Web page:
On 9/11, Solidarity, and Today

By Elizabeth

Solidarity. Let's Stand together.
Solidarity. Let’s Stand together.

Out of curiosity, I posed a question on Facebook this we week. Posing questions on Facebook can be a dangerous endeavor, I know. But this question didn’t involve the names of any US presidential candidates so I felt relatively safe. The results evoked feelings I didn’t expect.

Me: Kiwi friends—I am curious. Do you remember where you were and what you were doing on this day [September 11] 15 years ago?

A few of their responses went like this…

 

PC  (India) I was in Kurnool, Andhra Pradesh, India – when we got a news that my uncle was flying to London from India and he was stopped somewhere, don’t know in which country he was..No Msgs no phone calls- saw the attack on the news channels and was praying to listen to a good news about my uncle. Can’t forget that moment 😞

PW (New Zealand) I remember I was at the dress makers with my nana when we saw it on TV. Couldn’t believe what was happening. I was thinking of all the people who lost their lives and thinking of their families. Such a sad time. That was before i had so many American friends.

PW (England) I had just got home from High School and saw the news

BB (New Zealand) I couldn’t sleep so got up and watched TV. It was about 2am when I surfed through the chanels and saw the plane hit the building and sat watching thinking how did they manage to make that look so real (thinking it was a movie) after a moment or two I realised it was real so went and woke Adrian saying America has been attacked. We sat watching until 5am when we knew we had to get some sleep before going to work. I still find I get riveted to the TV when programs come on about it, like last night there were some on the History chanel.

AP (New Zealand) Yes, absolutely. We were living in London at the time. So I was at work, word got around as to the terrifying drama that was occurring, so we were all watching it on TV (saw the collaspe live on TV). Horrible, scary stuff.

SW (New Zealand) I was living in Auckland and my sister was staying with me. I remember just watching TV continuously in a complete daze with tears running dwn my face. I felt so helpless.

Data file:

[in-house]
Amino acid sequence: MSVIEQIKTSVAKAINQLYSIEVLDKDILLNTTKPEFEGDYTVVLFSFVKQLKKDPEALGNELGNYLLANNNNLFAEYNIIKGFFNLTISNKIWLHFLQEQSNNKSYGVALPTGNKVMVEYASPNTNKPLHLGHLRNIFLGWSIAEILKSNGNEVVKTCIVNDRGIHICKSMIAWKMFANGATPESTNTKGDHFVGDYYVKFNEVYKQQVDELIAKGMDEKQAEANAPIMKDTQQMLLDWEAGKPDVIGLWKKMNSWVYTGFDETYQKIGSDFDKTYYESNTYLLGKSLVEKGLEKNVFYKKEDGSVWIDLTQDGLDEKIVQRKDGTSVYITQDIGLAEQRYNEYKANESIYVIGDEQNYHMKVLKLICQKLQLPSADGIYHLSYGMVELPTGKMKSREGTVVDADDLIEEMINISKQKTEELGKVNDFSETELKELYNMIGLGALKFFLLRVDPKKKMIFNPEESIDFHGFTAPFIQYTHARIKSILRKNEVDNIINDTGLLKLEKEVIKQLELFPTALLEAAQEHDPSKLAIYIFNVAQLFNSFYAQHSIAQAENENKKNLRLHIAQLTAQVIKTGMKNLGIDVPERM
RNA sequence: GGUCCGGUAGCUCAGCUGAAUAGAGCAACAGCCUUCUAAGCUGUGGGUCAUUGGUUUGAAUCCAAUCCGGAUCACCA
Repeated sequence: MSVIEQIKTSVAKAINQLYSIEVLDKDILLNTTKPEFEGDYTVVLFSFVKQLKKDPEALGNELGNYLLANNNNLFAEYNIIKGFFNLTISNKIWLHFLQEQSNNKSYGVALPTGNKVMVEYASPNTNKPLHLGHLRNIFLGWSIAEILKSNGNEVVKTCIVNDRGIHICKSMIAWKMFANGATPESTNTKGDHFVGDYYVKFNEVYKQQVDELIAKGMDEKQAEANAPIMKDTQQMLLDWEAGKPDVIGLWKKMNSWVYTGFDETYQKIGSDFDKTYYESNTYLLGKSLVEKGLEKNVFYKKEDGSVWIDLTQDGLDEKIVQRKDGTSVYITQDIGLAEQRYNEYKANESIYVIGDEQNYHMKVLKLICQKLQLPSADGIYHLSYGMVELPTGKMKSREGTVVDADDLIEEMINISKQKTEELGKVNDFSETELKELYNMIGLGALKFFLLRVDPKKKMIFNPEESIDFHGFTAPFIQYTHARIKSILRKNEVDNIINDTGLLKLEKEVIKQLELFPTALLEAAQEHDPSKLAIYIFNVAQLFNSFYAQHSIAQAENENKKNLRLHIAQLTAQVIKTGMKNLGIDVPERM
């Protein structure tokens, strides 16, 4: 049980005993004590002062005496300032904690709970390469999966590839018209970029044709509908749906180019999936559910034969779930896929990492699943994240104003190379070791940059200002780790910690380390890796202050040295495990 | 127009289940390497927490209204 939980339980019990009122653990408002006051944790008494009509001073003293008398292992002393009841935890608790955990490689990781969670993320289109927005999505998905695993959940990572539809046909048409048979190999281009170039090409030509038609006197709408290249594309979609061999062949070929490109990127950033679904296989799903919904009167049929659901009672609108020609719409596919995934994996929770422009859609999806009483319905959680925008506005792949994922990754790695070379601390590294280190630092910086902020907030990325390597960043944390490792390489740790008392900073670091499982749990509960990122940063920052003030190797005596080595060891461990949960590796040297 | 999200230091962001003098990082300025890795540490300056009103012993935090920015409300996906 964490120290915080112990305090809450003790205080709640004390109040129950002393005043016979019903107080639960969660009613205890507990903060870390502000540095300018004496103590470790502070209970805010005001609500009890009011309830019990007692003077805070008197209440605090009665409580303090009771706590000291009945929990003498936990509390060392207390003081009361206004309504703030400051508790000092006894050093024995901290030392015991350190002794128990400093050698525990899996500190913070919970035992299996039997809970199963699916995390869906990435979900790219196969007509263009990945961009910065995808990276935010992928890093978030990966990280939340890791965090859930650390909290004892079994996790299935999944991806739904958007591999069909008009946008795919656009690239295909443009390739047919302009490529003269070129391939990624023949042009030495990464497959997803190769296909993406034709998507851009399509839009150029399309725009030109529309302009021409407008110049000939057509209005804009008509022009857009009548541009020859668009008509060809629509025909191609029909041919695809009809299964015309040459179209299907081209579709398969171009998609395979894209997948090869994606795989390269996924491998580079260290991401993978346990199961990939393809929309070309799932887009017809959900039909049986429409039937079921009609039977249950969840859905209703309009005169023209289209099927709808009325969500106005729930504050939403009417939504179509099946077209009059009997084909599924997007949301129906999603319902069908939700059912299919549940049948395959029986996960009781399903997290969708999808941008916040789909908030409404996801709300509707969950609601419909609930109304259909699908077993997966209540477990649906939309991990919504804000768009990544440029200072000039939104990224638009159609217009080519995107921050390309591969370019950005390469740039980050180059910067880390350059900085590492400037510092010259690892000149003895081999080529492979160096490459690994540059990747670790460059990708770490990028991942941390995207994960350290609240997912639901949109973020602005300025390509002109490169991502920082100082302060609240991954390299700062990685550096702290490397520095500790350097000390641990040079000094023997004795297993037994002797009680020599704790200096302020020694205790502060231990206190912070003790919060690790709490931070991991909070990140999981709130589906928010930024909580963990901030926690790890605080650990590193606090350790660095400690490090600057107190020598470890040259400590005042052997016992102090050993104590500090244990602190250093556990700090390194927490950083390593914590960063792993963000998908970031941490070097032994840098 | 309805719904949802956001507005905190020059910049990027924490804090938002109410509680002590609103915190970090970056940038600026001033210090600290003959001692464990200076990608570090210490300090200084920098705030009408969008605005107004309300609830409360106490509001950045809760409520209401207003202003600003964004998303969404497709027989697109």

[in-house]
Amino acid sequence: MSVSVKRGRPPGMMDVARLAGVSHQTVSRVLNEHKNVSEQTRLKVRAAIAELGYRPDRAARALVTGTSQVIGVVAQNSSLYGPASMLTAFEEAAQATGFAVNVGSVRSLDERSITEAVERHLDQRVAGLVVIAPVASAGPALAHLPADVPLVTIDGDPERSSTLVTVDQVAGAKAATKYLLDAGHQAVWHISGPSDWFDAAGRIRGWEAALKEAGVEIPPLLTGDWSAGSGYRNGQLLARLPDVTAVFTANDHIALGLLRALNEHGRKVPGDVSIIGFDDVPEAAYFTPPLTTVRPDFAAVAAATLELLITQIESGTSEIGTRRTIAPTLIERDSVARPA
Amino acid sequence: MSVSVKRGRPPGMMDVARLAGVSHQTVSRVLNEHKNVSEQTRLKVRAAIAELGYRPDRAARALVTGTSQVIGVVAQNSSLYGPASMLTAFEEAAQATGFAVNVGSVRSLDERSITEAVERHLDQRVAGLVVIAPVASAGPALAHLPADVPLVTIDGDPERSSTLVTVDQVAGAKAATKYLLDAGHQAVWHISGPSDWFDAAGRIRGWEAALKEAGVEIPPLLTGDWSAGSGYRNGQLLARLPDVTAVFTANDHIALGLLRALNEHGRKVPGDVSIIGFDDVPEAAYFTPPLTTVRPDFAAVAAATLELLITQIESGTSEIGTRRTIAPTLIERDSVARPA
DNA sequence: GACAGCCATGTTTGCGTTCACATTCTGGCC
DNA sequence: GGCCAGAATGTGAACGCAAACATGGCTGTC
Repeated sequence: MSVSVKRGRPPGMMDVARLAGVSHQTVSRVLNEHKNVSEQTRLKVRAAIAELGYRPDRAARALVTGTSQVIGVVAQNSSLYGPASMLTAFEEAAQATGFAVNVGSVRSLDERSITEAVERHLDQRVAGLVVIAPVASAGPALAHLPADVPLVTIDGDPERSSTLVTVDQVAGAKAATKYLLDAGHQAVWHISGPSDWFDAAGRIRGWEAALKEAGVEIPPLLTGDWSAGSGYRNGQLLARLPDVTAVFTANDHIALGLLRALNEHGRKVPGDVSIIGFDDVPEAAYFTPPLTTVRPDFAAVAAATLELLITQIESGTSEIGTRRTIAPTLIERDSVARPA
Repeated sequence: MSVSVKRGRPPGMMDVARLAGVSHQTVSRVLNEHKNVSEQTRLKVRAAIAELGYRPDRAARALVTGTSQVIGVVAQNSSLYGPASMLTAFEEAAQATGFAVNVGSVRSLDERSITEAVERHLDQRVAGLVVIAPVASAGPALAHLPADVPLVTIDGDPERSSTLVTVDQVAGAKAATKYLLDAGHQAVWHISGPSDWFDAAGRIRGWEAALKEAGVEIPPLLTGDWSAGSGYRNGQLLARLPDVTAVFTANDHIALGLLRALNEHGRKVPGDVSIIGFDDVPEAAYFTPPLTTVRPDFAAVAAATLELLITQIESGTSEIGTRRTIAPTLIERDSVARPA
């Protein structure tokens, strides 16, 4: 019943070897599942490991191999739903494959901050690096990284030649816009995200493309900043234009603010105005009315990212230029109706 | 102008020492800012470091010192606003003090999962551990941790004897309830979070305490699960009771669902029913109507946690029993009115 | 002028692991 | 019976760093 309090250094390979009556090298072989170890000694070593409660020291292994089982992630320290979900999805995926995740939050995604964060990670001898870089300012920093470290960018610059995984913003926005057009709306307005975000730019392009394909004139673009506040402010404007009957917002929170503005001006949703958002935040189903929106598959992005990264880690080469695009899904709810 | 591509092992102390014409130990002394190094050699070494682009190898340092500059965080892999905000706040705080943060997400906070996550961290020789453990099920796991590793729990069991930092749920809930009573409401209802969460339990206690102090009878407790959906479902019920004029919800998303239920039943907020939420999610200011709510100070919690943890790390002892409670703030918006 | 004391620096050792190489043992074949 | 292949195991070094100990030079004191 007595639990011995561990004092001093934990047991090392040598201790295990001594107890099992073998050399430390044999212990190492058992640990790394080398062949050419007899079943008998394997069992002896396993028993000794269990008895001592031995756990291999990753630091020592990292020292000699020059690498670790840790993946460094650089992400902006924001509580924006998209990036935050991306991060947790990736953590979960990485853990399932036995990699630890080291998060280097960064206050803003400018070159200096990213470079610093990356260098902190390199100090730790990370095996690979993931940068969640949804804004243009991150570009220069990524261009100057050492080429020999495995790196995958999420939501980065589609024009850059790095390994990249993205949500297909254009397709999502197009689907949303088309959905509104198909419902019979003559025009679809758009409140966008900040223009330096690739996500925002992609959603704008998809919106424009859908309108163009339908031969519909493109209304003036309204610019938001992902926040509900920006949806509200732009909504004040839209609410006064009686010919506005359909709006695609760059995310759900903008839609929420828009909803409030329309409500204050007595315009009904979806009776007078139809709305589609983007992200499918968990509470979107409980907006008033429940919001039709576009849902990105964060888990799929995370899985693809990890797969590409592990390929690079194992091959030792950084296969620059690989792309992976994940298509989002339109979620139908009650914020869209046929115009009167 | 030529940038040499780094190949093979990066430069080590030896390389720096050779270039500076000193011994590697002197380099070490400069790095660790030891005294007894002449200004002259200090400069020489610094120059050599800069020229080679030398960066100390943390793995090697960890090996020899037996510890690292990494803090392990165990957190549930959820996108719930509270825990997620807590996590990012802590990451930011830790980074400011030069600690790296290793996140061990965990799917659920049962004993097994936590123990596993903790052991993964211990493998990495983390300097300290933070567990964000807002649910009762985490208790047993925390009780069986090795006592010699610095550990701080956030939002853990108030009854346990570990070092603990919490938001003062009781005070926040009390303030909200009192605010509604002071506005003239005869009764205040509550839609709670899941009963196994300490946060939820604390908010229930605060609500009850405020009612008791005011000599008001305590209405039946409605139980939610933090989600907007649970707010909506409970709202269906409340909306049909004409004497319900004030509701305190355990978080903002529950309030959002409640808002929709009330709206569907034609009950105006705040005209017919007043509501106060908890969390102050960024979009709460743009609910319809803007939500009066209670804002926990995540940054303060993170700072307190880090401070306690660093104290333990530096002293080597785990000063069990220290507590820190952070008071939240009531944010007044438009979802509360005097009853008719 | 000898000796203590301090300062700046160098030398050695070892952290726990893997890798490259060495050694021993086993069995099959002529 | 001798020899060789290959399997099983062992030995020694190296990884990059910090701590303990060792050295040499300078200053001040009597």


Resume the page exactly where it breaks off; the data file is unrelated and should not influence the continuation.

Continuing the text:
JM (New Zealand) I was pregnant with Paul and was in a shop that had s TV on and we all stood there saying is this real footage, not a movie??? We couldnt believe it. I worried for the people I met while living in Baltimore if they were safe 😢😢 just stared at all the news reports in complete horror and sadness x

FR (New Zealand) I had got up to go and milk cows. An A.B technician had arrived (if you don’t know what that is we’ll discuss it over a family meal together sometime 🙂 ). It was really early so I hadn’t seen the news. She told me the US had been attacked so as I began the milking I flicked the radio on to listen to the news. I spent the day following it and feeling devastated for those who lost their lives, the families, and worrying about the fear that would grip the nation, and what that fear might lead to. 9/11 holds horror for much of the Americas – also thinking of Chile and their remembrance of the horrible military coupe on 9/11 1973 that saw the death of their democratically elected leader and put the violent leadership of Pinochet in power.

 

As I read those, I felt a lot of things, but the one thing that has really stuck with me is a sense of solidarity. A sense of unity over something held in common. Intentionally shared experience. Though I call these people friends now, I didn’t know one of them back then. 15 years ago, many of them didn’t know a single American personally. Yet, in these responses, I hear them saying, “We stood with you. We hurt with you. We felt your pain. We remember with you.” 9/11 holds for them a significant place of horror in their lives as well. And, while I wish we could erase the atrocities surrounding these memories, the sense of solidarity that those shared memories provide, feels really good. They cared. They felt deeply. That matters.

The more I think about it, the more I can’t help but think of the gift of solidarity that we have to offer to those currently escaping the violence of similar extremist groups. To those whose homes have been reduced to rubble much like the Twin Towers. To those who don’t have the resources to fight back. To those who are desperate to help their families feel safe again. Thousands and thousands of those people will go to sleep in refugee camps tonight, not knowing what tomorrow holds. They’ve had that September 11 feeling every night for months, even years now, with no end in sight.

No matter how helpless we feel, we can certainly offer our solidarity, saying, “On some small level, we know what it is to feel the uncertainty and grief and violation in the face of terrorists, and we stand with you. We remember how painful that feels, and we hurt with you. We remember our own grief and we grieve with you. Even if we never have the opportunity to learn your name, or meet you personally, we stand with you.”

I hope and pray that if anything could come out of those events 15 years ago, it would be hearts of empathy and compassion for those who continue to suffer. It would be eyes that see our own children sitting in shock on the back of an ambulance or lying on the edge of a body of water. It would be hands that offer a cup of cold water and warm blankets. It would be spirits that desire peace and refuge for all. It would be solidarity. Let’s stand together.

 

Parting Shot

The calm, peaceful waters of Blue Springs (as seen in the picture above) pick up speed and force further down stream.
The calm, peaceful waters of Blue Springs (as seen in the picture above) pick up speed and force further down stream.

 

 

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